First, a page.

What is a coral
Coral reefs create a home for fish and many other species of animals. While diving in Egypt in the Red Sea we can find coral reefs of various sizes and shapes. Some stretch along the coast, others surround islands or independently "grow from the seabed". Here we can find reefs many kilometers long, but also small coral pinacles. When diving in Egypt around Hurghada, we can observe various types of colorful corals - soft and fan corals, hard branch corals or brain corals and many others.
Corals belong to the phylum Cnidaria classified mostly in the subphylum Anthozoa. They are marine invertebrates - genetically identical coral polyps living in colonies. Polyps are tiny organisms related to sea anemones and jellyfish. In the Red Sea, we can find an abundance of coral species. In principle, we can distinguish between hard corals (Scleractinia e.g. table or brain corals) and soft corals (Alcyonacea). Hard corals secrete calcium carbonate and thus create a protective skeleton that forms coral reefs. Whereas soft corals do not excrete calcium carbonate to such an extent and only have a hardened skeleton with a spiny or granular texture that deters predators. However, they are an integral part of the coral reef ecosystem.
Please do not touch these fragile animals and move around the coral reef carefully and with neutral buoyancy. We recommend the PADI Peak Performance Buoyancy course. We also advise you not to use sunscreens that are not safe for corals.
How a coral reef is formed
Corals can be unisexual with separate male and female colonies, but there are species that are hermaphroditic (some species of hard coral). Coral reefs begin to form when the parent coral releases larvae or gametes (eggs and sperm) into the water, fertilization occurs. Then the larvae get trapped on the sea floor and develop into a new coral. Reef-building hard corals need a firm, relatively shallow bottom. Their coral polypsthey form hard calcium shells. They form colonies that grow over hundreds to thousands of years, join other colonies and thus the coral reef grows. They are layered on top of each other and can even form an island. Some of the coral reefs started to form already 50 million years ago. In order for a coral reef to thrive, the presence of animal species that help regulate the amount of macroalgae (multicellular algae growing on the outside of corals), such as sea urchins and herbivorous fish, is essential...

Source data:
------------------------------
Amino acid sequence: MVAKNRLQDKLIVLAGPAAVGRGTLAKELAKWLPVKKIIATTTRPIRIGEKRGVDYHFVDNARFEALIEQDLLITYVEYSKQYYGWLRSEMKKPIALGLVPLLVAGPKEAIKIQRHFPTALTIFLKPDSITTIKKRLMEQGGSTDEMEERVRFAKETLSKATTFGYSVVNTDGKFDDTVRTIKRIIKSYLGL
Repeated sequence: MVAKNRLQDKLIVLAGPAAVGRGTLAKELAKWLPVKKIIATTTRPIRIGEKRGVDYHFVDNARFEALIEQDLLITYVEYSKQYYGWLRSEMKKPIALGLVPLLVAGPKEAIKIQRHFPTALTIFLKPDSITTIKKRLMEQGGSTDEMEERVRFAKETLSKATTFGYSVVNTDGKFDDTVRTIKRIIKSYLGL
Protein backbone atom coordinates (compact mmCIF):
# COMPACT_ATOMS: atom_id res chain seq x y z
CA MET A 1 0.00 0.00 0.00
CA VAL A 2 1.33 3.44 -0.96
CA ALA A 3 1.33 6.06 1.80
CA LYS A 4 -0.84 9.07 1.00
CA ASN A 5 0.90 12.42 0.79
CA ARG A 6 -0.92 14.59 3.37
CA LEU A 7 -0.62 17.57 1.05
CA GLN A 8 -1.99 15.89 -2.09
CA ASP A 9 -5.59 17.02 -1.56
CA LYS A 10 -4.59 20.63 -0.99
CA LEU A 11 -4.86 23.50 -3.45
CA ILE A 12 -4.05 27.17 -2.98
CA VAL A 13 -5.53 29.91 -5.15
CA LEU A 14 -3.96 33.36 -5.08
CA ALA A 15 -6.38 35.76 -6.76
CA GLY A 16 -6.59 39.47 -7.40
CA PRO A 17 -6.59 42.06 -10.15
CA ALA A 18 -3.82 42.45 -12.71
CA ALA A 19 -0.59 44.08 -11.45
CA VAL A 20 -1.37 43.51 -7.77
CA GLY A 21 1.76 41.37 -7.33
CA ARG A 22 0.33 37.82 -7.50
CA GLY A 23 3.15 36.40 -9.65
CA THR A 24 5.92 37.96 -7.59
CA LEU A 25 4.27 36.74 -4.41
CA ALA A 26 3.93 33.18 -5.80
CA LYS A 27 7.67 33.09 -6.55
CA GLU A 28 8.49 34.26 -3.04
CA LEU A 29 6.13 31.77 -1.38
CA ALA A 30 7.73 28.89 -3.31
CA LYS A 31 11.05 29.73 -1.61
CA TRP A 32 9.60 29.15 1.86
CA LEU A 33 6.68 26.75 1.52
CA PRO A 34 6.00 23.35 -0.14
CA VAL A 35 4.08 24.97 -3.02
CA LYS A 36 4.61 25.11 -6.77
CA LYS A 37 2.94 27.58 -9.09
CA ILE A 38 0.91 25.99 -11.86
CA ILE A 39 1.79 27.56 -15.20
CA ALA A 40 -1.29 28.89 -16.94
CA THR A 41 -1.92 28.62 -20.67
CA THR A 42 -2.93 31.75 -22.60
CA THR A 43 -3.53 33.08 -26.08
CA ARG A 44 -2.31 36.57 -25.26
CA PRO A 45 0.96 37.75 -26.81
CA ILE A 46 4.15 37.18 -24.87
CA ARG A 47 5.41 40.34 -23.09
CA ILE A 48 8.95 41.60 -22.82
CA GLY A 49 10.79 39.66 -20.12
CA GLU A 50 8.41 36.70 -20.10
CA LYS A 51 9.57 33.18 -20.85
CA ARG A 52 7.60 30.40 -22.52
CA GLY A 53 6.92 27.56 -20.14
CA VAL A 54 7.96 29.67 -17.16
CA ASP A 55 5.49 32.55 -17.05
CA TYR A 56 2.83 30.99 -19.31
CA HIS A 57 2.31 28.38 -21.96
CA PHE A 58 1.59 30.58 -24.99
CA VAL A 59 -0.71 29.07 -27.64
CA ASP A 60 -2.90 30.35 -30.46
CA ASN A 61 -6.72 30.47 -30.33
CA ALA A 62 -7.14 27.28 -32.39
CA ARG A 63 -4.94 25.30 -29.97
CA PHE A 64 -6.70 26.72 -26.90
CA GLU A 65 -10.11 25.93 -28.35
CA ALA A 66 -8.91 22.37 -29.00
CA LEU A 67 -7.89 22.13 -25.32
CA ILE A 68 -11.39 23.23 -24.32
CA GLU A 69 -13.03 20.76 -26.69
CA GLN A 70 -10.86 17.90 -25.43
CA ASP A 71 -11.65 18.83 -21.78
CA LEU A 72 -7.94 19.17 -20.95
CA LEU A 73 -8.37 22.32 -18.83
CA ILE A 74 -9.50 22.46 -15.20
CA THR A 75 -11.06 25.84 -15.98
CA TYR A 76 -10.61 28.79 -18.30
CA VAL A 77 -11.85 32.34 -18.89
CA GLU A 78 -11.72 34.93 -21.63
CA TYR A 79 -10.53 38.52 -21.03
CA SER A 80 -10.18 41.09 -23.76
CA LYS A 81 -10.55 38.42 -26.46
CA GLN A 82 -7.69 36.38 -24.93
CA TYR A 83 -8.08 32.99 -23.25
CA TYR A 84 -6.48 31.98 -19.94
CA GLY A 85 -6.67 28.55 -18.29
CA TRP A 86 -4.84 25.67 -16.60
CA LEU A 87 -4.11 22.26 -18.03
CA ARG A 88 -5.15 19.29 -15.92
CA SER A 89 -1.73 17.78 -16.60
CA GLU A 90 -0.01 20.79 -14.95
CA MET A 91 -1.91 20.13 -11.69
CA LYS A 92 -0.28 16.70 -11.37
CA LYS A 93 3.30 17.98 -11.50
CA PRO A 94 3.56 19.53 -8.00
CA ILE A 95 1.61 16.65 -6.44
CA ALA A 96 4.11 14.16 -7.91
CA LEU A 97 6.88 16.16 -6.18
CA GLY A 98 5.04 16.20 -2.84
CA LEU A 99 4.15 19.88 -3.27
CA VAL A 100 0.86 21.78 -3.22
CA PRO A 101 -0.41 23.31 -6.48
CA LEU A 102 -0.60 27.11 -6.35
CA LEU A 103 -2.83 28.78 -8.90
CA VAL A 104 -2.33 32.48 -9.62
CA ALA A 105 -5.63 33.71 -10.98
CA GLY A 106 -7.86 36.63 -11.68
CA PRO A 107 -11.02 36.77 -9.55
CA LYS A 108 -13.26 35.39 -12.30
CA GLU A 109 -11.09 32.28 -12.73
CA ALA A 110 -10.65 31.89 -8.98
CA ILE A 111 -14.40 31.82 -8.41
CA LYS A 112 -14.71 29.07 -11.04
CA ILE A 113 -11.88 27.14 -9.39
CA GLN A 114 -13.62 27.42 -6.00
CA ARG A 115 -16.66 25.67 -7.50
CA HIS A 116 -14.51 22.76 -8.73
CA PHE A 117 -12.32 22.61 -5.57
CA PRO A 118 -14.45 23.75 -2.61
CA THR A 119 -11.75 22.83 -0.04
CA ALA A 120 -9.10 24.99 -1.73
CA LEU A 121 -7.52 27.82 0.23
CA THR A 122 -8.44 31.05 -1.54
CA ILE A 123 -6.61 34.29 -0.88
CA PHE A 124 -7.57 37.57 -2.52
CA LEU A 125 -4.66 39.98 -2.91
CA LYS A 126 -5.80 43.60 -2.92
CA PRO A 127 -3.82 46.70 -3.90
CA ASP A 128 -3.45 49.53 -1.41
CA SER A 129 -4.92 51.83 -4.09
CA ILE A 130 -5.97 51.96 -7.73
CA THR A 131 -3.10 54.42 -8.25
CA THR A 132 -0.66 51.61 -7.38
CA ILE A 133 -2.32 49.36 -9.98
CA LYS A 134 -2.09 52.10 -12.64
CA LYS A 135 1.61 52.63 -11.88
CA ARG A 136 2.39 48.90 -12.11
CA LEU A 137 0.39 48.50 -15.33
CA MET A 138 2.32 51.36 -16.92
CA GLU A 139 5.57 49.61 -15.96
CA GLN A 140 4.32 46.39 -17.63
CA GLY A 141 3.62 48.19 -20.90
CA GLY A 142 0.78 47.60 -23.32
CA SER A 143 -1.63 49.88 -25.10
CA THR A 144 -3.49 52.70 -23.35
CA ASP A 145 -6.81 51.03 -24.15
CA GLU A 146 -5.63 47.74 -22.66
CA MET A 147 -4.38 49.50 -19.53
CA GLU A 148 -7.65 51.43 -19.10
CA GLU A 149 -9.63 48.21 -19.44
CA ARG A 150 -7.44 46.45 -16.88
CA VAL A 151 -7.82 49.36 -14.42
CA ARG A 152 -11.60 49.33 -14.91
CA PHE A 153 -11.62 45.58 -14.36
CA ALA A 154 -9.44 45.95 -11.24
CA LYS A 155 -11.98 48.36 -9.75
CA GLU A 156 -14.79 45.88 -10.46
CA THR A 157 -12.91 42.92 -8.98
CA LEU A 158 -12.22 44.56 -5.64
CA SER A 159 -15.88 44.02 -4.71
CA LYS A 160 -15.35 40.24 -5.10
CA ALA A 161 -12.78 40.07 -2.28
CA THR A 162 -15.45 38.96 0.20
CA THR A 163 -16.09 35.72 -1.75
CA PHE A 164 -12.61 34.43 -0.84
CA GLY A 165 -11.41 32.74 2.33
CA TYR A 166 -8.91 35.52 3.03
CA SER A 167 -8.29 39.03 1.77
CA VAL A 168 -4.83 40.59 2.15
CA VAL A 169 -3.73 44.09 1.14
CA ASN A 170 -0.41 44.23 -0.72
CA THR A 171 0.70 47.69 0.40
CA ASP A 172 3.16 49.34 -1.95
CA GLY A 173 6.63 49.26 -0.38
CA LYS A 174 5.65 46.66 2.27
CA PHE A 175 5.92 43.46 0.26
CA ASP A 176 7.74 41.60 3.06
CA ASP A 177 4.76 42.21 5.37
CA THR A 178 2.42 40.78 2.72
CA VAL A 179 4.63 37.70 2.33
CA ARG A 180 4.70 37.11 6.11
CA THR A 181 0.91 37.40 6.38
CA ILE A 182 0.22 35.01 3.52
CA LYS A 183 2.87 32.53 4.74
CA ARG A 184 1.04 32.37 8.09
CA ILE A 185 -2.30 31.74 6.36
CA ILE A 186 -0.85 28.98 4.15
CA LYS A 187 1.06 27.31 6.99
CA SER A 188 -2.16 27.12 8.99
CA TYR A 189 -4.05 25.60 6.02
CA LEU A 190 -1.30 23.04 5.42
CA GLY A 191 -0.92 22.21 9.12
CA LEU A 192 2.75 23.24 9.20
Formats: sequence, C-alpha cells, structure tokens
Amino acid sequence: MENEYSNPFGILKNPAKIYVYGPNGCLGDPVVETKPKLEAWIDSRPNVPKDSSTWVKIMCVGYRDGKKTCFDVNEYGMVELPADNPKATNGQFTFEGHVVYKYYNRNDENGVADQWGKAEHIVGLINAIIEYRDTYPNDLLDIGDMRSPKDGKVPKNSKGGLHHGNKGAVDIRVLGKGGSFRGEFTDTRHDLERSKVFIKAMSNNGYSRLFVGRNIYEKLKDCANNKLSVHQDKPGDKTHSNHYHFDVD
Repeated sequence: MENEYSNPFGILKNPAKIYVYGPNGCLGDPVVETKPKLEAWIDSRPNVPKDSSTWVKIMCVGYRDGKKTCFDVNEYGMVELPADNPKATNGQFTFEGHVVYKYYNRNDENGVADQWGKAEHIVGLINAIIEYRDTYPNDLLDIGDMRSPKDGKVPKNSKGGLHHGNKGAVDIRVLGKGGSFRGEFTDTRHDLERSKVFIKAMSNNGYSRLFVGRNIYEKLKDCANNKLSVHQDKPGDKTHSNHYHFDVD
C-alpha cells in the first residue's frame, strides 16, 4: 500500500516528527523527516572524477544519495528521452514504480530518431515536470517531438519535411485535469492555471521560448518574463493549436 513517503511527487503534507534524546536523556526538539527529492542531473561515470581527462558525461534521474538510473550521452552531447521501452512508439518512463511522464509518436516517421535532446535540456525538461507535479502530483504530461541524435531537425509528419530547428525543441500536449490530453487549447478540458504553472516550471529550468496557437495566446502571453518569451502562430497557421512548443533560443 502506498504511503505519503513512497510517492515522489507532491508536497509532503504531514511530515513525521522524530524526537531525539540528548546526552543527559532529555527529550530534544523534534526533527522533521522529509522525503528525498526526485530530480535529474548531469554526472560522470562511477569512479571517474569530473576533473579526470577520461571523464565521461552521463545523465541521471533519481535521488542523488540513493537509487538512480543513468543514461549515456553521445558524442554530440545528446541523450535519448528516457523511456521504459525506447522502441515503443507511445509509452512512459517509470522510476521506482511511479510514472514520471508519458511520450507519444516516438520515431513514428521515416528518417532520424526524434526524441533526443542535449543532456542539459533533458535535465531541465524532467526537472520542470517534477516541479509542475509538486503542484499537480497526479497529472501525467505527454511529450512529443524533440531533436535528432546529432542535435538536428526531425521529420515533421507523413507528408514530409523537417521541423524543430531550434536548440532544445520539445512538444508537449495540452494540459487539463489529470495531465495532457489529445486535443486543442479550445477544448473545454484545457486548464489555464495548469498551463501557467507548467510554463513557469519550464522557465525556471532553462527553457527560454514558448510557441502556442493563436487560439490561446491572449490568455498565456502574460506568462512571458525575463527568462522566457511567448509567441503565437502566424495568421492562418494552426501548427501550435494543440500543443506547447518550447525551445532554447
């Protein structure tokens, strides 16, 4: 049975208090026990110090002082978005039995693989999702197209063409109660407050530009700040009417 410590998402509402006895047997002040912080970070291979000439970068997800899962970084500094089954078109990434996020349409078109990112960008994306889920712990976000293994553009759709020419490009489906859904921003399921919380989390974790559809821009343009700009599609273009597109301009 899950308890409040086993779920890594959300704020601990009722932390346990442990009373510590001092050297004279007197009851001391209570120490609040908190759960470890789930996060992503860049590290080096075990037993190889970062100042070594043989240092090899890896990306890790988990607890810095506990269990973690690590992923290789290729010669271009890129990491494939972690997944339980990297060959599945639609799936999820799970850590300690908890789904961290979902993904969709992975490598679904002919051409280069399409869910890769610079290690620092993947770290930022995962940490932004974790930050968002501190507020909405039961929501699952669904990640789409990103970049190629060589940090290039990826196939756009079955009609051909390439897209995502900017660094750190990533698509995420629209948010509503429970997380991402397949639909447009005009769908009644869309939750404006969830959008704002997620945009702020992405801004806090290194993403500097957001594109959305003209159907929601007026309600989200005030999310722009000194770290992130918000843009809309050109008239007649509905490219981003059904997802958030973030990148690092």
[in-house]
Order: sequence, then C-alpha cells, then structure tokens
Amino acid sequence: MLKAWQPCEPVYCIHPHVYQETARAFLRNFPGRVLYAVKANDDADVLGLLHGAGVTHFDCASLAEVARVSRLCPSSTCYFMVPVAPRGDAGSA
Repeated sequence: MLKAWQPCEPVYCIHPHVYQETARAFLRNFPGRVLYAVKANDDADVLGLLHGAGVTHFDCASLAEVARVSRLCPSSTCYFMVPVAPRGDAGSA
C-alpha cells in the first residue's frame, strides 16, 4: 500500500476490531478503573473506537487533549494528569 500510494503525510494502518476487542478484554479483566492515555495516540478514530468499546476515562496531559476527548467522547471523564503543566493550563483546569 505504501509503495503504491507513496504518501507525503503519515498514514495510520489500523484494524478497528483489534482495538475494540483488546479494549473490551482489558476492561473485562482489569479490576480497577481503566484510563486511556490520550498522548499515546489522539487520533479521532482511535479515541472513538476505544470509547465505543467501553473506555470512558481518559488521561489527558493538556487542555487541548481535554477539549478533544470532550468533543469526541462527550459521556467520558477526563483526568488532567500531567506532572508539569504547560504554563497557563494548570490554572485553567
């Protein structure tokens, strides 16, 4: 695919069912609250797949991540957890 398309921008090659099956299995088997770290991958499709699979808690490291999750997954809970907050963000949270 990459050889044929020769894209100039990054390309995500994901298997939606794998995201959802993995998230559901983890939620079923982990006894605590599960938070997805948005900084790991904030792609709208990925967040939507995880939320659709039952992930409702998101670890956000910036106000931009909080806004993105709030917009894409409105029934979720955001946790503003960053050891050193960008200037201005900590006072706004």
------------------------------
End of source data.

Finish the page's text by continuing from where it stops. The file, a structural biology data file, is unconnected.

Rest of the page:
Corals are found mainly in the shallow waters of tropical seas. Many corals obtain most of their nutrients thanks to sunlight through photosynthesis (some species even more than 90%). They host within their tissues a single-cell photosynthesizing alga zooxanthellae, thanks to which they also get their coloring. However, corals also receive food by sticking out tentacles, often stinging, and using them to catch zooplankton, sometimes even tiny fish. Soft corals, which may not always host zooxanthellae, thrive in nutrient-rich waters often with a stronger currents with lower light intensity.
Threats to coral reefs
People think that the coral reefs are damaged mainly because of tourism and diving business. But it is not the thing. There is often talk about the decline of coral reefs as a result of climate change, i.e. mainly changes in water temperature. What happens is that the corals begin to expel the symbiotic zooxanthellae or the algae die. As a result, they lose their color, turn white and they die. The reason can also be, for example, pollution or coral diseases caused by bacteria, fungi and probably also viruses. The presence of these microbes may not immediately cause illness. It's similar to people. If the coral is healthy, the disease will not show immediately. External factors that weaken the coral, such as changes in water temperature, UV radiation or pollution, can facilitate the onset of disease. Corals also generally do not tolerate murky water, sediment can clog the openings of the coral through which the polyps extend their tentacles or serve as mouths. The loss of corals can also be caused by their attack by a starfish called the Crown of Thorns or by stormy weather when the waves can wash away the coral growing on top of the reef. Egypt has also joined the Bleach Watch international project, which is dedicated to monitoring these changes and enabling their study. They are also trying to raise awareness among dive operators and guides about the reefs they regularly visit.